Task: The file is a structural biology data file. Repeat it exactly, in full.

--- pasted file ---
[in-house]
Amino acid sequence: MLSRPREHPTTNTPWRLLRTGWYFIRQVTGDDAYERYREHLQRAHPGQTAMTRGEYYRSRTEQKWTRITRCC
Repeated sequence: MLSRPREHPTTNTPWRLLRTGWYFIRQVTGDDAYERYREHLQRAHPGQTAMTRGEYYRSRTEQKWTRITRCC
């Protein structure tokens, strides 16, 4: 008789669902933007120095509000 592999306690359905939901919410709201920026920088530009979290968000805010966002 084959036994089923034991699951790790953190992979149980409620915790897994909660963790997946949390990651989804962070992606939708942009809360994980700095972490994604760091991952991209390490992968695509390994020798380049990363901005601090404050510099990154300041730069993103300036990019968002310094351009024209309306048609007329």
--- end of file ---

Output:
[in-house]
Amino acid sequence: MLSRPREHPTTNTPWRLLRTGWYFIRQVTGDDAYERYREHLQRAHPGQTAMTRGEYYRSRTEQKWTRITRCC
Repeated sequence: MLSRPREHPTTNTPWRLLRTGWYFIRQVTGDDAYERYREHLQRAHPGQTAMTRGEYYRSRTEQKWTRITRCC
């Protein structure tokens, strides 16, 4: 008789669902933007120095509000 592999306690359905939901919410709201920026920088530009979290968000805010966002 084959036994089923034991699951790790953190992979149980409620915790897994909660963790997946949390990651989804962070992606939708942009809360994980700095972490994604760091991952991209390490992968695509390994020798380049990363901005601090404050510099990154300041730069993103300036990019968002310094351009024209309306048609007329």